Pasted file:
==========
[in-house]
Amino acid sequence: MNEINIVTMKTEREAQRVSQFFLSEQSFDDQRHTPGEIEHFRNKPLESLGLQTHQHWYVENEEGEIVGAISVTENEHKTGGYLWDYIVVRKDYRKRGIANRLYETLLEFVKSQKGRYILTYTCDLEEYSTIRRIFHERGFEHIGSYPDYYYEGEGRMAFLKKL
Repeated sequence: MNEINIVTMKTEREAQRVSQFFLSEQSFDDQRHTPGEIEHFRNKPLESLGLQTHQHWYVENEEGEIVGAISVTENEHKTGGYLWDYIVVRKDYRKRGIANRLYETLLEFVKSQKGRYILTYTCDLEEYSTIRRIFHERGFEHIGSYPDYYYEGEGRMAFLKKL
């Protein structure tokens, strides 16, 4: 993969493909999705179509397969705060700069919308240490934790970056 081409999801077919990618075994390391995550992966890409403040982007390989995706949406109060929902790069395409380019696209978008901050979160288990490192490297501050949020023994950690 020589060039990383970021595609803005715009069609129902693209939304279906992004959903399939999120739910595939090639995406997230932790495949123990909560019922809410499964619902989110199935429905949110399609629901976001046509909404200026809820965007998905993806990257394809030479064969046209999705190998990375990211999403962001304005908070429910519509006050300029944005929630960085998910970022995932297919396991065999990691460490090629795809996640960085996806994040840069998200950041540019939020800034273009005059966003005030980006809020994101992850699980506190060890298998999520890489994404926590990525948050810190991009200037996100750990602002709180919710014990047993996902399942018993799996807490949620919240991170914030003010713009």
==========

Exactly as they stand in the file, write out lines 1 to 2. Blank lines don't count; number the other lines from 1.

[in-house]
Amino acid sequence: MNEINIVTMKTEREAQRVSQFFLSEQSFDDQRHTPGEIEHFRNKPLESLGLQTHQHWYVENEEGEIVGAISVTENEHKTGGYLWDYIVVRKDYRKRGIANRLYETLLEFVKSQKGRYILTYTCDLEEYSTIRRIFHERGFEHIGSYPDYYYEGEGRMAFLKKL